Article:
6. Where do therapeutic musicians work?
Therapeutic musicians work in a wide variety of healthcare settings. They work primarily at the bedside of patients in clinical environments including hospice, hospitals, high skilled nursing facilities, treatment centers and nursing homes. In the hospital they may work in areas that include pre-op, recovery, ambulatory care, ER, SICU, ICU, NICU, pediatric and psychiatric units.
7. Who is qualified to practice therapeutic music?
Persons who complete the approved therapeutic musician curricula and independent study from an accredited training program are qualified to practice as therapeutic musicians.
8. What is the National Standards Board for Therapeutic Musicians?
The National Standards Board for Therapeutic Musicians is a governing body for accredited programs that graduate therapeutic musicians. Its purpose is the development and advancement of the profession of bedside therapeutic music.
9. What are some misconceptions about therapeutic music?
A common misconception is that there is only one type, or style, of music that is beneficial for all patients. This is false. Each patient has unique needs, and the patient circumstances determine the type of music used. Other misconceptions are that therapeutic musicians are para-music therapists, merely entertainers, or have not received sufficient training. These are all false. Therapeutic musicians are certified through extensive training programs, which provide high-quality training and hold high standards for each graduate.
10. Is there research to support therapeutic music?
Although the documented effects of music on mood and physiology date back to the ancient Greeks and more recently to the Renaissance, today the effectiveness of music as a healing modality has been well documented in music therapy, music-medicine, nursing, psychology, and scientific literature. Recently several controlled studies have been published which demonstrate the efficacy of live, therapeutic music in decreasing pain and anxiety and regulating heart rhythms.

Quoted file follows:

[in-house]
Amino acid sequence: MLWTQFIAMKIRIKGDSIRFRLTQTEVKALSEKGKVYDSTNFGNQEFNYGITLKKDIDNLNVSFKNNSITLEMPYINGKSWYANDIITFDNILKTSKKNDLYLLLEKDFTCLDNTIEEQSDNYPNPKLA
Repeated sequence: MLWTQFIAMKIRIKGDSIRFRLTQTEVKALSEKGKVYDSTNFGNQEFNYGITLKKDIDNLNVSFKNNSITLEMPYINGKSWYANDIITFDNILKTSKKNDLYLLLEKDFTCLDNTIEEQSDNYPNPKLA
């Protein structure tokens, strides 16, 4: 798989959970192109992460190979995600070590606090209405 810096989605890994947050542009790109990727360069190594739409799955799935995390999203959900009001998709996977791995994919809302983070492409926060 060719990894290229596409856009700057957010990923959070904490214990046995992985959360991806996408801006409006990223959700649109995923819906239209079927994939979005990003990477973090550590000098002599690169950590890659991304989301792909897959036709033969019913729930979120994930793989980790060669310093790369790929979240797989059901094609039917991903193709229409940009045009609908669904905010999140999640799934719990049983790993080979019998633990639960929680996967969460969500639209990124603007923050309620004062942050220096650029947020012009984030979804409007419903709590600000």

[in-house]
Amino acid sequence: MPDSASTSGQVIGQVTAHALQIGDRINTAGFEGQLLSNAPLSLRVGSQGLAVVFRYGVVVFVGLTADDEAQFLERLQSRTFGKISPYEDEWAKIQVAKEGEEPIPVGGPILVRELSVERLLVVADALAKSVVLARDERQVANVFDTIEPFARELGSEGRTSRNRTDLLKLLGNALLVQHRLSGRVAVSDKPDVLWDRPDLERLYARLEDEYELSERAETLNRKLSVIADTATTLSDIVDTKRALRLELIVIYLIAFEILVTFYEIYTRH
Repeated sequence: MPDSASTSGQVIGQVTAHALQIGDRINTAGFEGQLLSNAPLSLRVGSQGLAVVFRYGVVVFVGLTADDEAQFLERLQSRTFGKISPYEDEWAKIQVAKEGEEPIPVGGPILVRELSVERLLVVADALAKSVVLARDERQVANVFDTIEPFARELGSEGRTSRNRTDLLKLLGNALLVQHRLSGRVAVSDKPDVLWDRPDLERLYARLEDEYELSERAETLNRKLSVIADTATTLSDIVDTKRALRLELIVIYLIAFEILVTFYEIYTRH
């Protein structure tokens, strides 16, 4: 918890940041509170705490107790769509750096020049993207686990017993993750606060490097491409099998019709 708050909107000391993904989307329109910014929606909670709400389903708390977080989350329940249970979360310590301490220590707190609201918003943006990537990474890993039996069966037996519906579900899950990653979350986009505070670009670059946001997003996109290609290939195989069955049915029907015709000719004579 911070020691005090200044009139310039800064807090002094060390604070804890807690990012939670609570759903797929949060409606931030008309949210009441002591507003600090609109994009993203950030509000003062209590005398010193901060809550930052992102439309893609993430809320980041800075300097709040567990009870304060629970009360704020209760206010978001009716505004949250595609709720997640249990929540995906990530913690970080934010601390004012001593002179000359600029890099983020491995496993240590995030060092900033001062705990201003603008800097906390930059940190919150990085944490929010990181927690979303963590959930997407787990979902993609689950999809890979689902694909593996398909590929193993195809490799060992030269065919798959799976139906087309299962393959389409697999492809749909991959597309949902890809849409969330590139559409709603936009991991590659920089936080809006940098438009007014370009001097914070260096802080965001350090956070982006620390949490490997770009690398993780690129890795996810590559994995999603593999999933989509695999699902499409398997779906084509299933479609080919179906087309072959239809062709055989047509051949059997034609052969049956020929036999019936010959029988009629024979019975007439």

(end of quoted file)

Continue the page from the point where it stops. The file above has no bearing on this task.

11. How are therapeutic musicians paid?
Each healthcare facility funds therapeutic music differently. Funds may come out of a particular department’s budget, or from the facility’s foundation, auxiliary, special fund, or through a grant. Many therapeutic musicians work as employees and in private practice.
12. How is therapeutic music practiced in hospice?
Therapeutic music is used in hospice to provide support for the physical, emotional, spiritual and mental conditions of the dying and their loved ones.
13. What is a typical therapeutic music session like?
The therapeutic musician is trained to assess the patient’s behavior, condition and communication in order to meet the patient’s immediate need with appropriate therapeutic music.
14. What is the future of therapeutic music?
Since the inception of the therapeutic music field in the early 1990s, hundreds of well-trained and certified graduates are serving humanity and making a difference in the “comfort care” of the patients. An increasing number of healthcare facility administrators recognize the benefits that therapeutic music brings to their patients.